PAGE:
Teaching Comparative Government and Politics

Friday, October 23, 2015

A new aspect of China's neglect of children

It's long been known that secondary school enrollment in rural areas of China has fallen because heading to the big cities offered more opportunities than getting an education at home.

In addition to that it seems that huge numbers of children are being left in rural areas when their parents head for the bright lights and jobs.

Neglecting this resource might have economic and political repercussions.

Little match children: Children bear a disproportionate share of the hidden cost of China’s growth
Over the past generation, about 270m Chinese labourers have left their villages to look for work in cities. It is the biggest voluntary migration ever. Many of those workers have children; most do not take them along. The Chinese call these youngsters liushou ertong, or “left-behind children”. According to the All-China Women’s Federation… [and] UNICEF… there were 61m children below the age of 17 left behind in rural areas in 2010…

Just over half of the 61m counted in 2010 were living with one parent while the other spouse was away working; 29m had been left in the care of others. Mostly the carers were grandparents…

36m children had gone to live with their migrating families in cities. But this has its own problems; very few of these children can go to a state school or see a state doctor at subsidised prices in their new homes. Moreover, their hard-working parents often cannot look after the children. Without grandparents or a state school to keep an eye on them, such migrant children can be just as neglected as those left behind in the country…

Anecdotal evidence suggests that an unusual number of left-behind children have siblings. One reason for this is that China’s one-child policy has been implemented less strictly in the countryside…

Most left-behind children are lonely. Many live in rural boarding schools far from their villages because, in an attempt to improve educational standards in the countryside, the government shut many village schools down in favour of bigger institutions. About 60% of children in the new boarding schools have been left behind…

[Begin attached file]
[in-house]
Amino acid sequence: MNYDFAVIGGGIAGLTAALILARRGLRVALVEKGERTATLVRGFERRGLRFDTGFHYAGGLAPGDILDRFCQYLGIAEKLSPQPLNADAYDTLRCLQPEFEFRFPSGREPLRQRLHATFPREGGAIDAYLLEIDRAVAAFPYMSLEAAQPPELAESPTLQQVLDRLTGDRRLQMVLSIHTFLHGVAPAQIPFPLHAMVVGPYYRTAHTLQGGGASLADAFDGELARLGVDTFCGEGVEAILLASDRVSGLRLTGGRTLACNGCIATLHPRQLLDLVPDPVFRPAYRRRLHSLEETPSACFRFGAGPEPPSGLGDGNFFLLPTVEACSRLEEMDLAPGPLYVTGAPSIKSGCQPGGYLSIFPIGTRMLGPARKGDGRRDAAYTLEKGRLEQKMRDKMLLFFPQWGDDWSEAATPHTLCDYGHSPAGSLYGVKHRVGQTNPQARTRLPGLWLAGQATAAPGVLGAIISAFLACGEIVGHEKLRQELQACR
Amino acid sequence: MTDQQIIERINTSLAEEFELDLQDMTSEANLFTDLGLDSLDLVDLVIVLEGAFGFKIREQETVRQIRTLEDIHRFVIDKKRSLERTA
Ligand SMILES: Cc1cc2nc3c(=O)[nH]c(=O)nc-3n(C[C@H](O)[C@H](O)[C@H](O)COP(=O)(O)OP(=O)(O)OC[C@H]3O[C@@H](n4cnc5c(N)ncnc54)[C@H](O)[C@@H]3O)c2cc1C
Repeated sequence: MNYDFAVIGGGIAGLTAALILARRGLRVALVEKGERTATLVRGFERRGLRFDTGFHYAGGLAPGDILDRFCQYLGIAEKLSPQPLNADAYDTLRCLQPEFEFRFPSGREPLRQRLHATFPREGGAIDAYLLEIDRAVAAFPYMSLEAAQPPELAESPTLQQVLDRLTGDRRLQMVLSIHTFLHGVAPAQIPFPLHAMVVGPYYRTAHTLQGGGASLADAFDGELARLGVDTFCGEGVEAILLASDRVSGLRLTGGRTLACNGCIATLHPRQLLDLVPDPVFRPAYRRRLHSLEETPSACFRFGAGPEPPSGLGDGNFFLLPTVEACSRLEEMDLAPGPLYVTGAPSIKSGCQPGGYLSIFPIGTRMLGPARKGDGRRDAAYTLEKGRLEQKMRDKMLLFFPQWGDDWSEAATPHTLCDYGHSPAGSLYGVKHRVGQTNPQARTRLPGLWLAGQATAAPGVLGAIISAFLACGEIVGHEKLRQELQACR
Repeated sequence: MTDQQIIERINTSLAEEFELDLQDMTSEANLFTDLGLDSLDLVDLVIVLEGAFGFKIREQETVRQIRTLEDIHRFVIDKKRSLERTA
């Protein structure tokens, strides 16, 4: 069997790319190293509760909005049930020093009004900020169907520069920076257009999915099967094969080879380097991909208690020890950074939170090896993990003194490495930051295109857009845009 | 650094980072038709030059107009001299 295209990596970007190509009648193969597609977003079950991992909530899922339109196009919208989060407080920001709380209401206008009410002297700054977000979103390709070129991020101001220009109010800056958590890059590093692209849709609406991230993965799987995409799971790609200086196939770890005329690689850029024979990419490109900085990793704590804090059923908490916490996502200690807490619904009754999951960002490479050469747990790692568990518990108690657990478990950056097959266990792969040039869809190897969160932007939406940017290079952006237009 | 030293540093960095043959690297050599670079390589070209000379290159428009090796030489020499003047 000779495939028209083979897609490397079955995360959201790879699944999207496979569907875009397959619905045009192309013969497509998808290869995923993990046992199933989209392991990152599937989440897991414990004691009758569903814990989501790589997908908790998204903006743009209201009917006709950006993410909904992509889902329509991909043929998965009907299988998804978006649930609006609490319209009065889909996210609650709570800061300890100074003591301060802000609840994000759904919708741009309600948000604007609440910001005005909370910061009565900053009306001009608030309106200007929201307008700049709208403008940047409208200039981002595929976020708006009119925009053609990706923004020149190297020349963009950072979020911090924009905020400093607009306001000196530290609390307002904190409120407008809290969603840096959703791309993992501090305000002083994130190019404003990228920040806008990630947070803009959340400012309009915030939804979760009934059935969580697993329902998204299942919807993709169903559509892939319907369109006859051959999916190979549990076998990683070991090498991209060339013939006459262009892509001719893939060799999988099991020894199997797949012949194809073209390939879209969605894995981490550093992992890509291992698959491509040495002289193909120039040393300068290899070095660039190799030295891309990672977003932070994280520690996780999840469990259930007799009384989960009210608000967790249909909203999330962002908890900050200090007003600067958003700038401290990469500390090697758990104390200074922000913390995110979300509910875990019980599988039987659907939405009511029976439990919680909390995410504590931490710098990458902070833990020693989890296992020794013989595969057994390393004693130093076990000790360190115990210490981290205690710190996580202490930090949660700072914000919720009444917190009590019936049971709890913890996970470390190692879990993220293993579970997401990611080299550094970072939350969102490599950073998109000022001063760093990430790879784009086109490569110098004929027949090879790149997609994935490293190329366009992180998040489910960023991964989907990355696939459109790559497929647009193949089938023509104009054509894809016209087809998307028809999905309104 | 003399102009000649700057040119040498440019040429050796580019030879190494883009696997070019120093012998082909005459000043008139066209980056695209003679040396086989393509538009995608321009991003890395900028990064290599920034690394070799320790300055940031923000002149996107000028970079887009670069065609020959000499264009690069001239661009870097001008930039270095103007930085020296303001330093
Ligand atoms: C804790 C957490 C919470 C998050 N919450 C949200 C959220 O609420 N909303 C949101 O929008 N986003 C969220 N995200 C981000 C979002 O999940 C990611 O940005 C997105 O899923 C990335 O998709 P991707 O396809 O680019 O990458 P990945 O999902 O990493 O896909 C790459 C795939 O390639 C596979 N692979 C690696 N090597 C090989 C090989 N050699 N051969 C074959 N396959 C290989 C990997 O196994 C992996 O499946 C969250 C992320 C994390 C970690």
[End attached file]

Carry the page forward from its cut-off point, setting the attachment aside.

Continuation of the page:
In 2010 researchers at the Second Military Medical University in Shanghai studied over 600 children in 12 villages in Shandong province, in the north-east, half left behind and half not. The difference in the physical condition of the children was minor. But the difference in their school performance was substantial and so was the emotional and social damage to them, as measured by a standard questionnaire…

[L]eft-behind children are vulnerable to sexual and other abuse…

Child abuse is distressingly common anyway. An analysis of 47 studies in Chinese and English this year estimated that over a quarter of Chinese children are physically abused at some point in their lives. The left behind are among the most vulnerable to such abuse, especially those in boarding schools, because any adults who might speak up for them are far away…

Those left behind can be perpetrators of crime as well as victims… Juvenile offences are rising in China, which may well in part be because of the increased numbers of left-behind children. Two-thirds of all Chinese juvenile offenders came from rural areas in 2010…

Given the harm that being left behind does to children’s health, education and emotional development, it is not hard to imagine that the damage will be felt not just by the left-behind themselves but by society as a whole…

At its heart, the problem of the left-behind is one of misplaced hopes. Like so many parents, China’s migrants are deferring pleasure now (that of raising their children) for the hope of a better life later (to be bought with the money they earn). One result has been the stunning growth of cities and the income they generate. Another has been a vast disruption of families—and the children left behind are bearing the burden of loss.

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